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How Eating Omega 3 Fatty Acids Help Ease Arthritis
When it comes to Arthritis, and other inflammatory diseases, there are many different diets that may be effective to correct the disintegrating tissues of your joints. It is imperative to make sure your body is strong and healthy, and diet can be one of the best methods to ensure this. In any diet, fats are always a contentious issue, but while there are many different fats you should cut back on, Omega 3 fatty acids are one of the few that you should not. The Benefits of Omega 3 Fatty Acids are many; it is one of the nutrients that our brains require constantly in order to function, they encourage normal growth and development in children, they can also reduce the risk of developing heart disease, as well as decrease inflammation.
What are Omega 3 Fatty Acids?
There are three Omega 3 fatty acids that are critical to the body: Eicosapentaenoic acid (EPA), Docosahexaenoic acid (DHA) and Alpha-linolenic acid (ALA). The first two are found in fish, while the latter is found in nuts and certain plants. These have been found to play a critical role in warding off arthritis, though most studies pertaining to arthritis have used rheumatoid arthritis, as it causes severe inflammation to the joints and tissues. EPA and DHA have been found to lessen joint pain and stiffness, as well as provide a boost to the efficacy of anti-inflammatory medications. They can also lessen depression, and boost your emotional state.
EPA and DHA are found in fatty fish, such as salmon, tuna, and trout. ALA can be found in flaxseed and flaxseed oils, as well as walnuts, tofu, canola oil. Some vegetables, such as Brussels sprouts, kale and spinach contain ALA in small amounts as well. These nutrients are essential to allowing the body to perform routine functions, such as blood clotting and the construction of cell membranes within the brain. Each food or vegetable keep joints healthy & can provide amazing protection against inflammation.
Studies have shown the benefits of Omega 3 fatty acids
There have been numerous studies completed in reference to Omega 3’s effect on arthritic conditions. The Brigham and Women’s Hospital in Boston found that Omega 3 converts into compounds, such as resolvins, that are far more potent than the original acids. Resolvins are so powerful that they bring inflammation to a halt. In several double blind studies, it has been indicated that omega-3 acids found in supplements, such as fish oil, can help to lessen the symptoms associated with rheumatoid arthritis. In 2007, a study found that when patients suffering from arthritis take 300 mg of krill oil each day, their symptoms lessened significantly. They found that the volunteers had far less inflammation, stiffness, pain and function impairment after one week. Lastly, a study in Advances in Therapy discovered that patients with moderate-to-severe osteoarthritis in their hip or knee who were given 1500 mg of glucosamine sulfate, along with a 200 mg dose of Omega 3, had far greater pain reduction and less symptoms than those who only received glucosamine.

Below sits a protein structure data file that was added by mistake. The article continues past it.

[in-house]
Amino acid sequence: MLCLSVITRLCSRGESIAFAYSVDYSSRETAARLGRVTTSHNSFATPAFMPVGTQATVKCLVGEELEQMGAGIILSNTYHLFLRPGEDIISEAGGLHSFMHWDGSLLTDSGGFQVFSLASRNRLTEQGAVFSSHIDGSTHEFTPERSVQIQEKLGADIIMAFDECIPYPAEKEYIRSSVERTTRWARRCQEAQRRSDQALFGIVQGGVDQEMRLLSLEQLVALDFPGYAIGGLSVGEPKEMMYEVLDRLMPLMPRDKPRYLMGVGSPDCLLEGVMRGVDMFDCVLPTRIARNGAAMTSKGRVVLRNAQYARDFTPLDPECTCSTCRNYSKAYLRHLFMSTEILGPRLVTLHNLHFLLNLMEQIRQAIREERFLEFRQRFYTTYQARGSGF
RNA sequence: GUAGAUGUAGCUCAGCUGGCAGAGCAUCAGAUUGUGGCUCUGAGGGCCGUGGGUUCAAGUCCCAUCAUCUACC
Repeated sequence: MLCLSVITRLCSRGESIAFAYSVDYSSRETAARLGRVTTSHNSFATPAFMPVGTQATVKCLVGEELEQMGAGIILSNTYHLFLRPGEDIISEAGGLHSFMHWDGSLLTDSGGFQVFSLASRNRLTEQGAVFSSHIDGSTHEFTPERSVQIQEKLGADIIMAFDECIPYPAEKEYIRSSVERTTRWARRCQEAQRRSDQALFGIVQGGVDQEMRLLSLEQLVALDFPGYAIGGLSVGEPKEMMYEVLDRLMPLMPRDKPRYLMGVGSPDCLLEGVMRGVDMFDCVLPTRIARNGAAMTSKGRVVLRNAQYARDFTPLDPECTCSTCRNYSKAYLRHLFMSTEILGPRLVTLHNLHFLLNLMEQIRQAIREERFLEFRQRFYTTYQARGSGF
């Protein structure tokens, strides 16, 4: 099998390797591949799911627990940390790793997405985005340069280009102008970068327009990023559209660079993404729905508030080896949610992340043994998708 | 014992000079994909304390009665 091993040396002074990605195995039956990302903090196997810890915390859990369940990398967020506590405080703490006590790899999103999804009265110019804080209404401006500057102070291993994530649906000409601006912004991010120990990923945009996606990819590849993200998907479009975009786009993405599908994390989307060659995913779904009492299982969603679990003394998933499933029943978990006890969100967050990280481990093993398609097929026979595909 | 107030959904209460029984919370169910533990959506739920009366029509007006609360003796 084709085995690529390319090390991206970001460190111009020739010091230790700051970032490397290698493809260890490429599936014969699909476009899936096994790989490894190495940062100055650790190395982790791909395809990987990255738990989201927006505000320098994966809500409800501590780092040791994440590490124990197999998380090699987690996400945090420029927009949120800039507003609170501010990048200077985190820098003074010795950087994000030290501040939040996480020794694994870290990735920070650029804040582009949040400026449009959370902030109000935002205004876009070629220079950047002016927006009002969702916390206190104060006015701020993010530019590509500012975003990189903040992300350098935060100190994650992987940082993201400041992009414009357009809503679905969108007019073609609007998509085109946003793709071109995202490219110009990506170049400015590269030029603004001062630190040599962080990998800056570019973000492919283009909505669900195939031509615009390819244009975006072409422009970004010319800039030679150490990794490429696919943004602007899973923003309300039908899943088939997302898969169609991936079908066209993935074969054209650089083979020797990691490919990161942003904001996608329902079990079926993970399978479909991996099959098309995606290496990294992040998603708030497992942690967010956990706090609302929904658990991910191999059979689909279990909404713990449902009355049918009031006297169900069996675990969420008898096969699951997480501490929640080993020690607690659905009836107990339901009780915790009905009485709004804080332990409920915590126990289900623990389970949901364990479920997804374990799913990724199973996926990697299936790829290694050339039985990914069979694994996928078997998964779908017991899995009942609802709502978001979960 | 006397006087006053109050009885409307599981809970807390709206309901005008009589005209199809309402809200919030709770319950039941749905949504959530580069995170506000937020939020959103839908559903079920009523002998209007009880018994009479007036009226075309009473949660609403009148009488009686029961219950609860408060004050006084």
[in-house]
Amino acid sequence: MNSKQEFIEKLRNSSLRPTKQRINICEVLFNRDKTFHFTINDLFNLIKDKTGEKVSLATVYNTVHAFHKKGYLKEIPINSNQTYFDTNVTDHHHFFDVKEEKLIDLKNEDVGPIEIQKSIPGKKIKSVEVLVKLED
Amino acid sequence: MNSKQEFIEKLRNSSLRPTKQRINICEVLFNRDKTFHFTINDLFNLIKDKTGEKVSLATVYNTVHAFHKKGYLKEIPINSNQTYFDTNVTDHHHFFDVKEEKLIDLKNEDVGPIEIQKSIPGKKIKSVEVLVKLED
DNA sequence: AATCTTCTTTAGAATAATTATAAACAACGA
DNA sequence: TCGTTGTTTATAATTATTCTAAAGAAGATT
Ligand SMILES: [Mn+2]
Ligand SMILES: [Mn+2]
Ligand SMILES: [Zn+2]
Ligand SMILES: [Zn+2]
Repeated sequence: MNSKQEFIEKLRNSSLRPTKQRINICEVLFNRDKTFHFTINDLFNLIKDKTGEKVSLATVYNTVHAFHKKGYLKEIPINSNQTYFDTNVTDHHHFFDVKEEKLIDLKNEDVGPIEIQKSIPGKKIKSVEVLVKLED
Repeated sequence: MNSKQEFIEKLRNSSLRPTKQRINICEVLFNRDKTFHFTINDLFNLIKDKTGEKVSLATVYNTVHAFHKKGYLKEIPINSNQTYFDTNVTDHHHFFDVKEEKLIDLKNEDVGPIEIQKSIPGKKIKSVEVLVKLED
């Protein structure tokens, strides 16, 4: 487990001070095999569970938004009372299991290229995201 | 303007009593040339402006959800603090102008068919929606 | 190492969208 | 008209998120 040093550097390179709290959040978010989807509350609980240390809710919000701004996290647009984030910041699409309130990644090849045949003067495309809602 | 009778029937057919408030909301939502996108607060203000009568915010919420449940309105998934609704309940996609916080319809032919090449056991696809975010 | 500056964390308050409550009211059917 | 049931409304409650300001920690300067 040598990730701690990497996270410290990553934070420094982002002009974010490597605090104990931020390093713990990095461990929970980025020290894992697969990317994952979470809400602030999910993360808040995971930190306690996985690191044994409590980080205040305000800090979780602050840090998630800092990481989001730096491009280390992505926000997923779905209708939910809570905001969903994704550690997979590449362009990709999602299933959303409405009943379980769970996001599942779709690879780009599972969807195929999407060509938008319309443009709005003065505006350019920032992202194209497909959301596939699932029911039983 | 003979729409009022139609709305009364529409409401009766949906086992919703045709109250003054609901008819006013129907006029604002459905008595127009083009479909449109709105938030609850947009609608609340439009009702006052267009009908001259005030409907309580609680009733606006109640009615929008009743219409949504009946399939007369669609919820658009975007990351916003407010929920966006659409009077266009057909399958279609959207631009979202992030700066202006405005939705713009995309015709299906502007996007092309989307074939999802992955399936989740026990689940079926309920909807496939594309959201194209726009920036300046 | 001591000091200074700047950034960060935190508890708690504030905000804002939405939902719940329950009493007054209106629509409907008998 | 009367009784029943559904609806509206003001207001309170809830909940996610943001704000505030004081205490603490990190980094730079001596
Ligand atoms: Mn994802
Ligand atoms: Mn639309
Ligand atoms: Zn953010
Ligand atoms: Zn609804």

Is it better to use supplements or the foods?
The American Dietetic Association believes that it is more beneficial to gain these nutrients from food than from supplements. Various foods contain different levels of EPA, DHA and ALA, while the American Dietetic Association says that foods are better than Omega 3 Fatty Acid Supplements, but almost no one in western countries get sufficient levels of Omega 3’s from food, and in fact, because most diets are high in the antagonistic Omega 6 Fatty Acids present in vegetable oils, the minimum requirements for Omega 3 Fatty Acids are even higher. The swollen and aching joints characteristic of Arthritic conditions can be lessened through the use of proper supplements, as well as nutrients from delicious and healthy foods, however, most people will want to take supplements and avoid the Polyunsaturated Vegetable Oils that antagonize Omega 3’s, in order to get the pain relieving and anti-inflammatory benefits of these healthy oils.
- Journal of the American Dietetic Association‘n-3 Fatty Acids: Food or Supplements doi: 10.1016/j.jada.2008.04.025 Authors: Penny M. Kris-Etherton, PhD, RD; Alison M. Hill, PhD
- The Benefits of Omega-3 Fatty Acids
- Fish Oil
Kelly Everson is an American author and MA in English literature. She is a health article writer who has written numerous articles/online journals on stretch marks, pregnancy, sleep disorders and joint pain problems. She is also passionate about health, beauty and fitness. She is regularly contributing for Examiner, Consumer Health Digest & Health line.